Support for gay marriage is higher among American Catholics than it is in the general population, a new study claims, with one in six Catholics giving the go-ahead to same sex unions. The study comes as Catholics worldwide urge Pope Francis to clarify the Church’s position on marriage.
The study, conducted by the Public Religion Research Institute and funded by the Henry Luce Foundation surveyed 1,331 Americans in early August and found that approximately one in five, a total of 384 people surveyed, were Catholic.
When those respondents were asked whether gays and lesbians should have the legal right to marry, 60 per cent of them said yes, against 55 per cent of respondents overall. Almost 53 per cent of Catholics disagreed that same-sex marriage goes against their religious beliefs, while 42 per cent agreed, and 76 per cent of Catholics favoured laws to protect gay, lesbian, bisexual and transgender people against discrimination, while 21 per cent opposed the policy.
The study also found opposition to exemption from discrimination laws on the grounds of religious freedom, with 65 per cent of Catholic respondents in opposition to a policy that would allow small business owners to refuse products or services to gay and lesbian people, even if doing so goes against their religious beliefs.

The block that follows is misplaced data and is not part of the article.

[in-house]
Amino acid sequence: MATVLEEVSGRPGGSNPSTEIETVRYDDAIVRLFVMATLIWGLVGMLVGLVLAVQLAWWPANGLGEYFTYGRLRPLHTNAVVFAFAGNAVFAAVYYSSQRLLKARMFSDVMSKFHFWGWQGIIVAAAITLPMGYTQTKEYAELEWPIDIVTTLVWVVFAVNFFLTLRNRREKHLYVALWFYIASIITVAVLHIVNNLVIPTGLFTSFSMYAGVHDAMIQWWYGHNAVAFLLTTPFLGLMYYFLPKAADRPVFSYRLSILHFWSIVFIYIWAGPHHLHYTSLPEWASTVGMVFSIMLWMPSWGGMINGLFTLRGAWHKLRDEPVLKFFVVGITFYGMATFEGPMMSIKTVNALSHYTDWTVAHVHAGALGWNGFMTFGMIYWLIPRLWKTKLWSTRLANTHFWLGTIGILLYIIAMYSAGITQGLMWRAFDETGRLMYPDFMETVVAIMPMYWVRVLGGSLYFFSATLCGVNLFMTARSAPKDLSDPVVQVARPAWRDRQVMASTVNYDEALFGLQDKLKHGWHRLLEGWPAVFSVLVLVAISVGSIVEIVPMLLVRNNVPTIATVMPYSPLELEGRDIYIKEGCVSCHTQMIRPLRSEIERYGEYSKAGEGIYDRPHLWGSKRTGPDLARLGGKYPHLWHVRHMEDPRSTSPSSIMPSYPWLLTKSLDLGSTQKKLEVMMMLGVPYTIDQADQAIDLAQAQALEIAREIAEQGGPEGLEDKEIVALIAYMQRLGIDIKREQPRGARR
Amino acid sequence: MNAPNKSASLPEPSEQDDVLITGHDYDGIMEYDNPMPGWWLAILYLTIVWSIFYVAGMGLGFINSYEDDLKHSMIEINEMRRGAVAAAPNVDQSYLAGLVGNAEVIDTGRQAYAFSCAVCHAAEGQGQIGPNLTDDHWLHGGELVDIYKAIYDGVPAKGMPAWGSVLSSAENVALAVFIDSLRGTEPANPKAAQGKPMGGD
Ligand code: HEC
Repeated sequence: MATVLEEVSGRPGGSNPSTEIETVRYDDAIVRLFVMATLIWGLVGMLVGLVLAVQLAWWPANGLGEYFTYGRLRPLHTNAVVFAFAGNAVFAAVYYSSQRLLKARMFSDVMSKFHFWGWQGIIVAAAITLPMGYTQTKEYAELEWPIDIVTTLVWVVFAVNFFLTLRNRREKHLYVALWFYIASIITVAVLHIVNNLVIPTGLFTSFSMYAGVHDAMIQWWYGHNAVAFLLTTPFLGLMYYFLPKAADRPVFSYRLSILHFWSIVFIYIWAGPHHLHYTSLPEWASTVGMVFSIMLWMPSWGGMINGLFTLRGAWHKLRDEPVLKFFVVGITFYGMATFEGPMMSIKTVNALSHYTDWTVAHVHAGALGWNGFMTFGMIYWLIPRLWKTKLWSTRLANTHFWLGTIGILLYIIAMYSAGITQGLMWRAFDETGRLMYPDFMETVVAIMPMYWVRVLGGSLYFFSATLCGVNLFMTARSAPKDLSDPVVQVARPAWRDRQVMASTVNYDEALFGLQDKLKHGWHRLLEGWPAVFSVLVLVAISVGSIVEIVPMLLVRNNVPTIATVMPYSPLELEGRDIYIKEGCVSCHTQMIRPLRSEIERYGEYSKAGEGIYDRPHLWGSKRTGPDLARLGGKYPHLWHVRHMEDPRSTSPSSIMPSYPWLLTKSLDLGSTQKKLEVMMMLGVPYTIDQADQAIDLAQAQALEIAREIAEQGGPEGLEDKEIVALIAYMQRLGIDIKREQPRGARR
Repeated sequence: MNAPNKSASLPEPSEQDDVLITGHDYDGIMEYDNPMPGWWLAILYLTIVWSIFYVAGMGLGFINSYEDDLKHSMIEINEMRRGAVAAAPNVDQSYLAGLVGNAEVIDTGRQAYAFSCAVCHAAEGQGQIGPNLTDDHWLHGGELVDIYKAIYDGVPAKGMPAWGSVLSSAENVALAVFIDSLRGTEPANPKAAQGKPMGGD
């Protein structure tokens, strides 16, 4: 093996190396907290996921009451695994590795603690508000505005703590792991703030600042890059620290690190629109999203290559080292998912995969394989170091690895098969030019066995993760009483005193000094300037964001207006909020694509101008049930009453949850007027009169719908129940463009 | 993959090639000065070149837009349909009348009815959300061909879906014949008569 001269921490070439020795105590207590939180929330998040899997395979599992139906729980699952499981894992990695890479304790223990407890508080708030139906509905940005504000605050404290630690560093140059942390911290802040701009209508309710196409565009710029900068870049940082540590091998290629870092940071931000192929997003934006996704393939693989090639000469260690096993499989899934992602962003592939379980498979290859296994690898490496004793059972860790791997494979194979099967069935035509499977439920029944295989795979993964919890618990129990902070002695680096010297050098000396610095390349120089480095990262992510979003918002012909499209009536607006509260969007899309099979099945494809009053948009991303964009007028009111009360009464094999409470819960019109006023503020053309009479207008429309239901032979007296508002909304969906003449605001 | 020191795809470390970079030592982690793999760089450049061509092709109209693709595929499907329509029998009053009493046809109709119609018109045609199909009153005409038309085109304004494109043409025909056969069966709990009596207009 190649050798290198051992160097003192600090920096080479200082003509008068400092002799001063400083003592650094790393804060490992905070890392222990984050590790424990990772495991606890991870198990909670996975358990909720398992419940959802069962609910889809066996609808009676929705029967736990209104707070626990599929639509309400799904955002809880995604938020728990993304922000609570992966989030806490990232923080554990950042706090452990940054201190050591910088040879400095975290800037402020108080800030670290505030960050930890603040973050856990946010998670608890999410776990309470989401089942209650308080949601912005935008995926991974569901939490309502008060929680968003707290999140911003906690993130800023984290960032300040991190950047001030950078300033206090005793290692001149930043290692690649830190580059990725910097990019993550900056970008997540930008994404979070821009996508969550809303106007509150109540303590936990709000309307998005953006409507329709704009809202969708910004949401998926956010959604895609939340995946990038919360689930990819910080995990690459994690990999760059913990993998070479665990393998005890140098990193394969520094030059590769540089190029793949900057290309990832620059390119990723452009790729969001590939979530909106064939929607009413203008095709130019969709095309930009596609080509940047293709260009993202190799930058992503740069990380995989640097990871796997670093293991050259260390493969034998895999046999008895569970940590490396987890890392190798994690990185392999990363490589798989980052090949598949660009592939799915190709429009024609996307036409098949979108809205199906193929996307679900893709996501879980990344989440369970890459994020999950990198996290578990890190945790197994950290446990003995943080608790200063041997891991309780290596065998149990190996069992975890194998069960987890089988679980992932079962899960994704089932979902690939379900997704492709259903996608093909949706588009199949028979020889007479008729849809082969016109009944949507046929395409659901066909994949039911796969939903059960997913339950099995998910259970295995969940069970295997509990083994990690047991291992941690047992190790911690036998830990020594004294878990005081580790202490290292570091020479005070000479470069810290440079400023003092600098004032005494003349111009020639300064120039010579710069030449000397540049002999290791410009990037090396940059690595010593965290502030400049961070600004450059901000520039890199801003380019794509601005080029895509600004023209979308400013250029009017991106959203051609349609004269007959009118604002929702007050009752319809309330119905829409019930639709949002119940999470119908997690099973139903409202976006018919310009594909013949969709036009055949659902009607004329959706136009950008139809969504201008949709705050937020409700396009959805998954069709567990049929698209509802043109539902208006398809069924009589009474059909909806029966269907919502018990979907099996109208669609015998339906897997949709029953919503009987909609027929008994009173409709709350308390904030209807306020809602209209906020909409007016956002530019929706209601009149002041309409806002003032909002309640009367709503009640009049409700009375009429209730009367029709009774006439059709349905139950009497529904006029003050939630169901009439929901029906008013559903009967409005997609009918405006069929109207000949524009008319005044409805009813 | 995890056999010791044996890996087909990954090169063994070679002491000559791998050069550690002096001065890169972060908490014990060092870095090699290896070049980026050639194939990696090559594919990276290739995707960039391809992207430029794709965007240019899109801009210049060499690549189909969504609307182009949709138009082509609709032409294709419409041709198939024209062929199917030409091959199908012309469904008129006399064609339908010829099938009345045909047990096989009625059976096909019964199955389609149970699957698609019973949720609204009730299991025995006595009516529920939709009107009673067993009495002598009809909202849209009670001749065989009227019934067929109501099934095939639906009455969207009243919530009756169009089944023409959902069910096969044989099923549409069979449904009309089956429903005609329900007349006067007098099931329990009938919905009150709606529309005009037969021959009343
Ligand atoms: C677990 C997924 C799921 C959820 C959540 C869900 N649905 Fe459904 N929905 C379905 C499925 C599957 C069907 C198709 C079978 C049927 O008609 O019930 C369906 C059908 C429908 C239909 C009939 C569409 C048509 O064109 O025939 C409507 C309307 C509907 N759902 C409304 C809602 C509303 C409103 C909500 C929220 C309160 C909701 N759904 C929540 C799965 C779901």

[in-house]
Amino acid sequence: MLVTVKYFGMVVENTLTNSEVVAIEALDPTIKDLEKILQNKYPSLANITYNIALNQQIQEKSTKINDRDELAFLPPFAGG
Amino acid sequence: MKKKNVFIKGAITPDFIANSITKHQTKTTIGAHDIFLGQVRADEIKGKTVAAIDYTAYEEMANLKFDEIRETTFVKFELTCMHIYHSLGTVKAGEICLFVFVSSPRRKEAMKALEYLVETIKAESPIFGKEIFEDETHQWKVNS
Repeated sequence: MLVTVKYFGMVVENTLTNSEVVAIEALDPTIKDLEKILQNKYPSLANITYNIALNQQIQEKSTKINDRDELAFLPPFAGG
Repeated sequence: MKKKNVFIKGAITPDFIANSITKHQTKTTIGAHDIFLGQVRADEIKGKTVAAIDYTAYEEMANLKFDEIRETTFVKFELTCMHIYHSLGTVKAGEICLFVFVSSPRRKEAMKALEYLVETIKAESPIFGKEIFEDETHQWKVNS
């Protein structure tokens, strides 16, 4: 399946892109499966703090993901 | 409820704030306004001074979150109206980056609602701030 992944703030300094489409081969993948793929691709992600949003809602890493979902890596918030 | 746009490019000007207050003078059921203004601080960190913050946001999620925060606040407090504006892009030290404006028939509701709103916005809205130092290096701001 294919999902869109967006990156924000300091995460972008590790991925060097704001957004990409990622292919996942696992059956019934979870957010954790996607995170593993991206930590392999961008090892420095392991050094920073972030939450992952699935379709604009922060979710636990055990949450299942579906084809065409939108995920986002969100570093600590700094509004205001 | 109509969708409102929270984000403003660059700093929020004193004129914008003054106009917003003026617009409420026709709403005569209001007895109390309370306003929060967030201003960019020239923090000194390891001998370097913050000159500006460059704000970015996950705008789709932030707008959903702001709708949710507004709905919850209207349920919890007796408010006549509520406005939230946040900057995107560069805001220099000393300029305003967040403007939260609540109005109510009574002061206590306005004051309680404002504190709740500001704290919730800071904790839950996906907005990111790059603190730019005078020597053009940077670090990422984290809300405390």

Another 28 per cent supported religious exemption from discrimination laws, but that figure rose to 58 per cent amongst those who attend church weekly or more often.
The authors of the study, Robert Jones and Daniel Cox have attributed the results to the liberal leanings of Pope Francis, titling their paper: The Francis Effect? They noted:
“Across a range of public policy questions, American Catholics are more likely to say they agree with Pope Francis than to say they disagree with him.
“However, a significant number of Catholics report being unfamiliar with the pope’s position on a range of issues, and there is evidence that some Catholics may not have an accurate understanding of Pope Francis’ positions.”
The Pope has found favour among secular Americans too: “Among religiously unaffiliated Americans, six in ten express a favorable opinion of the pope, while fewer than four in ten have favorable views of the Catholic Church,” said the authors.
The study has highlighted a generational divide among Catholics, however, which may have affected their results. Around 65 per cent of Catholics aged 18 – 29 had a favourable view of the Pope, but less than half had a similarly favourable view of the Catholic Church. By contrast, those aged over 65 are roughly equally likely to have favourable views of both the Pope and the Church, with approximately 60-65 per cent in favour of both.
In their survey methodology, the authors record: “The selection of respondents within households was accomplished by randomly requesting to speak with the youngest adult male or female currently living in the household.”
A total of 217 people aged 18-29 were interviewed, as were 444 people aged 65+ with the results then being weighted by a number of factors including age.
The study comes as a petition calling on Pope Francis to clarify his stance on marriage reached half a million signatures, including a number of Bishops, Archbishops and politicians worldwide.
The petition, lauched by TFP Student Action “implores” him to “prevent the very teaching of Jesus Christ from being watered down”, and accuses “dissident Catholic pressure groups” of attempting to subvert Church teaching on marriage, saying: “They are bombarding the Holy Father and the Synod Fathers right now with messages of revolt against traditional moral values as they clamor for “change, change, change” inside the Church.”